Overall rates of physical activity were low, and a sizeable proportion in both rural and urban respondents reported decreased physical activity since the start of the pandemic. Nationally, during the COVID-19 pandemic, the general population also reported a decrease in physical activity (24) and overall weight gain (25). In patients with cancer, physical activity reduces fatigue, decreases reported side effects of some cancer treatments, and improves functional outcomes (26–29). Access to tailored activity programs is an important facilitator of regular physical activity in patients with cancer and cancer survivors (30, 31). The COVID-19 pandemic, which led to closures and delays of many community-based programs, likely contributed to decreased access to physical activity programs and opportunities for this population.

A total of 12.2% of respondents overall reported an increase in alcohol consumption since the start of the pandemic. While this is lower than the proportion of the general population that reported an increase in alcohol consumption during the same time frame (6), the potentially negative health consequences of increased alcohol consumption in patients with cancer and cancer survivors is of great concern; alcohol consumption among patients with cancer is associated with higher cancer-related mortality (21–23).

We found that 20% of respondents reported canceling or delaying cancer care due to COVID-19. Delays in surgeries, chemotherapy, and radiotherapy could have profound impact on cancer outcomes. For rural populations, missed radiation treatments appear to contribute to excess cancer-mortality observed in rural communities (32). Health care systems, including cancer centers, rapidly switched to offering care remotely via telemedicine at the start of the COVID-19 pandemic (33–35). However, patients with cancer and oncologists report a preference for in-person visits (36), and critical cancer therapies, such as surgeries and chemotherapy, cannot be delivered through telemedicine. Combining telemedicine and in-person care when needed or preferred and addressing COVID-19 transmission concerns through social distancing and screening measures could help ensure that patients with cancer continue to receive optimal care while reducing risk of COVID-19 infection.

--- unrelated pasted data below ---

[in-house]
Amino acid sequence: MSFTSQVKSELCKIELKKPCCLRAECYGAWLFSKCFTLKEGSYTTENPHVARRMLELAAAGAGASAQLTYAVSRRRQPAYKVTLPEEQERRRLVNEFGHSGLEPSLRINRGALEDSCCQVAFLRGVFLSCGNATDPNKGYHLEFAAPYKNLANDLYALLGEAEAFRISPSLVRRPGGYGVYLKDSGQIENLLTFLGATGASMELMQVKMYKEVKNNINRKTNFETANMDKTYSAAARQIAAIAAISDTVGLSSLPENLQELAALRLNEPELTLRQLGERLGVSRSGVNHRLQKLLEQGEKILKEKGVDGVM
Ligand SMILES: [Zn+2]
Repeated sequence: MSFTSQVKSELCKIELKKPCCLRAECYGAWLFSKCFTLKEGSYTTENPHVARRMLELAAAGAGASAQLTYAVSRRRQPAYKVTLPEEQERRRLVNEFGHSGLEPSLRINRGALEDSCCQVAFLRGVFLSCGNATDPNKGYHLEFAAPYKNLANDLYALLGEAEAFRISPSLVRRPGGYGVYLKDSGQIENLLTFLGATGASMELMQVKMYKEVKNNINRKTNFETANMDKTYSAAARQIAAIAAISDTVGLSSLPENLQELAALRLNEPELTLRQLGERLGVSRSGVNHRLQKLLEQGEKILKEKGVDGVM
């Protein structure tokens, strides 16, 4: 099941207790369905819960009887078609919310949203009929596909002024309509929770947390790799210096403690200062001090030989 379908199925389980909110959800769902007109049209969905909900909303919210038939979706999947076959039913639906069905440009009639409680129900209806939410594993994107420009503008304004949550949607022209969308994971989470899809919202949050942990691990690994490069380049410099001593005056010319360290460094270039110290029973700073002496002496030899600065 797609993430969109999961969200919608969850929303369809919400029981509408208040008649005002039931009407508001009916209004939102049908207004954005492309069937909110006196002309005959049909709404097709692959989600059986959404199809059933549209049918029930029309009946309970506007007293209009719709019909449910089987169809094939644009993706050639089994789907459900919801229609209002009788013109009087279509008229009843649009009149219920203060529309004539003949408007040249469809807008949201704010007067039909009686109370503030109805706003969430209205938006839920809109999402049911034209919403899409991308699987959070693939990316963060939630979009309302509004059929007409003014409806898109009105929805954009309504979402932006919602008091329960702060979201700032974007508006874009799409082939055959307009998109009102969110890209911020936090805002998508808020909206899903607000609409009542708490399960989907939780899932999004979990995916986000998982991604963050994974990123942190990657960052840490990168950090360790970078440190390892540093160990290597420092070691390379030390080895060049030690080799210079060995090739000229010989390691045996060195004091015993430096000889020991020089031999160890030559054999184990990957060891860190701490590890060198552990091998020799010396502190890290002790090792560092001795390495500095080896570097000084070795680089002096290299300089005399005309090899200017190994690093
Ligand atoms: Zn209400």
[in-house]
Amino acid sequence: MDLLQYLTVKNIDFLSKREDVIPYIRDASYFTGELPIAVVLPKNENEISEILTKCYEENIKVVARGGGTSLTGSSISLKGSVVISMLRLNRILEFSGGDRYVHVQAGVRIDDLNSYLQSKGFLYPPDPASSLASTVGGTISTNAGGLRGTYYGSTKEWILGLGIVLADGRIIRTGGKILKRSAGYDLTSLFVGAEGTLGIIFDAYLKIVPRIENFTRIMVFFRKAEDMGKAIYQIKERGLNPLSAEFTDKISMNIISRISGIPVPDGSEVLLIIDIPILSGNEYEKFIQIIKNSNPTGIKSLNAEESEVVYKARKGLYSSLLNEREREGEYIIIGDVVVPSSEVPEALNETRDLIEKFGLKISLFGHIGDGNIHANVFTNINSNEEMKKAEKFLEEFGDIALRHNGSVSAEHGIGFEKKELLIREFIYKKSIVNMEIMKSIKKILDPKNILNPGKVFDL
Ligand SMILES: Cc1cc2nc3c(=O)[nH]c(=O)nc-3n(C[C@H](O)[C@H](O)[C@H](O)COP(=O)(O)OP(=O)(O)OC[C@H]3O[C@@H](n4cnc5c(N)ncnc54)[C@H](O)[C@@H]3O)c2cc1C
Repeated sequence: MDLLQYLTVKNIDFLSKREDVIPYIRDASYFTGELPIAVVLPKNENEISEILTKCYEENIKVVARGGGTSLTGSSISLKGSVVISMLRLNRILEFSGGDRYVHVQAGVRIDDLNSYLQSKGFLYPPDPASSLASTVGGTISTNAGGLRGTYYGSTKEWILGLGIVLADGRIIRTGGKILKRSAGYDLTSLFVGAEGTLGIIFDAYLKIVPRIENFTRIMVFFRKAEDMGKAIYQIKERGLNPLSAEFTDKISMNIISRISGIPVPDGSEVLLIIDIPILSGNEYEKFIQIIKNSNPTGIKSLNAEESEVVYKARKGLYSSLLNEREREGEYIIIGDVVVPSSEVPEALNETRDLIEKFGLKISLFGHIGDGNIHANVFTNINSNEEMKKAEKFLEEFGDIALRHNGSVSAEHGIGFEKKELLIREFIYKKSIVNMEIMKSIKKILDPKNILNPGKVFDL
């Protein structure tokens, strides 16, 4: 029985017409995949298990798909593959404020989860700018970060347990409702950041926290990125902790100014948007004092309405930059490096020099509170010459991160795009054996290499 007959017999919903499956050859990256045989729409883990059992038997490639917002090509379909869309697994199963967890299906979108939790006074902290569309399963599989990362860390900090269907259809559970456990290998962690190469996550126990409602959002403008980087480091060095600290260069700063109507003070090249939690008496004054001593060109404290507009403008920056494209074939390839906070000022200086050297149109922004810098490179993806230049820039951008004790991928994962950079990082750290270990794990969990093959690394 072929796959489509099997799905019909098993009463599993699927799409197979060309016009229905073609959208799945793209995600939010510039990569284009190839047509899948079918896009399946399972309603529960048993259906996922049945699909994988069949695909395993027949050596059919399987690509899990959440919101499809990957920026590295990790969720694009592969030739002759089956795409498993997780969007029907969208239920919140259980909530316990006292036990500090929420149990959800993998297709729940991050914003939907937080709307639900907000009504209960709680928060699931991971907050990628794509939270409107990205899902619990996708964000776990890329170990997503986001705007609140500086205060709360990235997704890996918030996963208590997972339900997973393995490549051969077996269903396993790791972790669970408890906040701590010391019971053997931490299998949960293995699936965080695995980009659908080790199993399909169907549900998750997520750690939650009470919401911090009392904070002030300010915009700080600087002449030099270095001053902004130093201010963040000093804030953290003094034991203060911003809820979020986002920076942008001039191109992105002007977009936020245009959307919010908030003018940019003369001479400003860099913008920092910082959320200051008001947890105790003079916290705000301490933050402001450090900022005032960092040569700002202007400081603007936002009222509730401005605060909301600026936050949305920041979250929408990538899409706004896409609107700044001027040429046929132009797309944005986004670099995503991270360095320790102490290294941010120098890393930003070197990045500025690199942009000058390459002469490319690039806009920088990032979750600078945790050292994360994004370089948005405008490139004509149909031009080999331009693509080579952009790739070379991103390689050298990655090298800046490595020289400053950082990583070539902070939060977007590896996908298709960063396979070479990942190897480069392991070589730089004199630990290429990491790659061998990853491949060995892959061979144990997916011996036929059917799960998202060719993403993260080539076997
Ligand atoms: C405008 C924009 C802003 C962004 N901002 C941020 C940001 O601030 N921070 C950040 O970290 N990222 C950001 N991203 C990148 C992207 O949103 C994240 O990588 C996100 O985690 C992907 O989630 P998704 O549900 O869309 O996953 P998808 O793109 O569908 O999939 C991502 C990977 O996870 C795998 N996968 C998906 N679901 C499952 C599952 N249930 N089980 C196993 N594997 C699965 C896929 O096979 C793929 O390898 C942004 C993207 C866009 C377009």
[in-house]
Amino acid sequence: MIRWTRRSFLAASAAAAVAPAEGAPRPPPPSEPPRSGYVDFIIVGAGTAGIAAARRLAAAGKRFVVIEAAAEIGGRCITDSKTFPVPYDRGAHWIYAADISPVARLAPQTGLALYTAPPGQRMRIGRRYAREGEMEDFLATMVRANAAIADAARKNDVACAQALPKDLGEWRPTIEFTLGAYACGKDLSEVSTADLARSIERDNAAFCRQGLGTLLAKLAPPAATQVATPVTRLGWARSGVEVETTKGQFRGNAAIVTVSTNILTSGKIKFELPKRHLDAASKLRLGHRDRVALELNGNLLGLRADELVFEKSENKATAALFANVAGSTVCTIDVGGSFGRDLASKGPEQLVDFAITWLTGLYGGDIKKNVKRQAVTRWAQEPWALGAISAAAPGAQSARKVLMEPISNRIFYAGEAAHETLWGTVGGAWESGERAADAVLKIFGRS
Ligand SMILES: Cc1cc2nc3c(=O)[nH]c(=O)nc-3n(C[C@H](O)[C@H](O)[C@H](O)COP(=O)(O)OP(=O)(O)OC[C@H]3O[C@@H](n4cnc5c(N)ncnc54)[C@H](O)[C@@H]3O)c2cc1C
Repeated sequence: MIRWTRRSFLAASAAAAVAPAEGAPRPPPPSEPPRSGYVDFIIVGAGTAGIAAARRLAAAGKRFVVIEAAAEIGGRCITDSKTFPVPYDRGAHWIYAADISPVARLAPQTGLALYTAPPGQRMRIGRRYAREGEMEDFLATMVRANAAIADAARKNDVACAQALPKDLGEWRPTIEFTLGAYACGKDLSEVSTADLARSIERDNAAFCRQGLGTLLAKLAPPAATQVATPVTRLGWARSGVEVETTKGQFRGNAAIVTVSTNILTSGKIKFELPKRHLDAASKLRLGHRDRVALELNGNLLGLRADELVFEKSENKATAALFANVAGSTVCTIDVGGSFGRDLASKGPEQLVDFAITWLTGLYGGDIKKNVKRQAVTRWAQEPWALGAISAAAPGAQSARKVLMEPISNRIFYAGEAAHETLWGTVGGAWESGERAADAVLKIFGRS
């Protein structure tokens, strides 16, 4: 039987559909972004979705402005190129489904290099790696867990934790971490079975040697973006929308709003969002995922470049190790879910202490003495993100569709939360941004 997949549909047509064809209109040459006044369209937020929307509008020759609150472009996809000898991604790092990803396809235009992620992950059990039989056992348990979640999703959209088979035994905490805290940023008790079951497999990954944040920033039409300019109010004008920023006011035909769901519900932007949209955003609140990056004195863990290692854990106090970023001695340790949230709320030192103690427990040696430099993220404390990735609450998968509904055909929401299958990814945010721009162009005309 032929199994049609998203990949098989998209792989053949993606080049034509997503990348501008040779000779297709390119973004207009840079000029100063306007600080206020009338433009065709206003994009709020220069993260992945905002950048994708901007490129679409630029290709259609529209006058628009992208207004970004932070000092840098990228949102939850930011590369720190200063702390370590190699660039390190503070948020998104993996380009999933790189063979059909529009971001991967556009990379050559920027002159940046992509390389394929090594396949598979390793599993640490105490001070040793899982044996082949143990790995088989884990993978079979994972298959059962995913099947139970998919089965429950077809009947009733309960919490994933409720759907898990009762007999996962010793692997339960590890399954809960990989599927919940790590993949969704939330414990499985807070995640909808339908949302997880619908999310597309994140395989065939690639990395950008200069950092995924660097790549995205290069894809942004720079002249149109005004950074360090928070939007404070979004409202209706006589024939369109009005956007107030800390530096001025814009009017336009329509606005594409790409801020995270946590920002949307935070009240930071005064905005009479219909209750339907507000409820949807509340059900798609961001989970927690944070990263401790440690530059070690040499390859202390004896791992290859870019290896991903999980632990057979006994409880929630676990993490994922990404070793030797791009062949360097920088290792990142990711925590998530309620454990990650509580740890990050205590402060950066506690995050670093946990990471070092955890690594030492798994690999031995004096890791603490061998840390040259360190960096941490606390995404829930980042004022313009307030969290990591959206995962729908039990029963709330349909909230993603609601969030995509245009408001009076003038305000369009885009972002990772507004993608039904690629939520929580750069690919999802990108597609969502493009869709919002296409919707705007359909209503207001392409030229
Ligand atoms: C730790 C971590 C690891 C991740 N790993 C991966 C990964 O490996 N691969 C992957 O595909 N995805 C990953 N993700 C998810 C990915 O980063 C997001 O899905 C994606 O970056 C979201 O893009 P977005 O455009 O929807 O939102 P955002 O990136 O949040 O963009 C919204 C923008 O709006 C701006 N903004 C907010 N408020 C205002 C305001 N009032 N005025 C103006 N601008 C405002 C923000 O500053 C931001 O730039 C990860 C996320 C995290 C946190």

We found that rates of adherence to social distancing and uptake of COVID-19 vaccination were high in both rural and urban respondents. Nationally, as of August 11, 2021, the rate of adult COVID-19 vaccination in rural counties was only 46%, compared with 60% in urban counties (37), but rates of COVID-19 vaccination are higher overall, even in rural communities, among older adults (38) and among individuals with serious medical conditions such as cancer (39). A national effort by cancer centers to support early vaccination of patients with cancer and survivors (40) may have contributed to early and rapid uptake of COVID-19 vaccination in our study population.

This study has several potential limitations. All information was collected directly from respondents, and self-reported measures may be subject to bias. Participants may have been more likely to report positive behavior changes than negative behavior changes, leading to an underestimate of the negative health consequences of the COVID-19 pandemic. Respondents may differ in important characteristics compared with nonrespondents, but no information about nonrespondents was available. Finally, this study used bivariate analysis to compare urban and rural patients with cancer and cancer survivors. Adjusted analysis may help explore non-geographic factors which may be associated with changes in self-reported health behaviors among this population but was beyond the scope of this study. Despite this, our sample was obtained from two states, and our partnership with six cancer centers and oversampling of rural participants allowed us to explore important rural-urban differences in health behaviors and health care access during the COVID19 pandemic.

Though few differences between urban and rural patients with cancer and cancer survivors were detected when exploring the impact of COVID19 on health behaviors and health care utilization, we did find that rural patients with cancer and cancer survivors reported higher average alcohol consumption. Our findings also contribute to an understanding of the impact of COVID19 on patients with cancer and cancer survivors, generally, with reported decreased physical activity, increased alcohol consumption, and increased tobacco consumption. Respondents also reported delaying or canceling cancer care because of the pandemic. These changes in health behaviors and health care utilization, if sustained, could have a significant negative impact on cancer health outcomes.

No disclosures were reported.

A. Cole: Conceptualization, resources, data curation, supervision, funding acquisition, investigation, methodology, writing-original draft, writing-review and editing. C.H.A. Andrilla: Conceptualization, data curation, formal analysis, supervision, investigation, methodology, writing-original draft, project administration, writing-review and editing. D. Patterson: Funding acquisition, methodology, writing-review and editing. S. Davidson: Resources, formal analysis, investigation, writing-original draft, project administration, writing-review and editing. J. Mendoza: Conceptualization, funding acquisition, investigation, writing-review and editing.

This project was supported by a grant from the NCI (5 P30 CA015704-46). All authors were supported in part by this grant.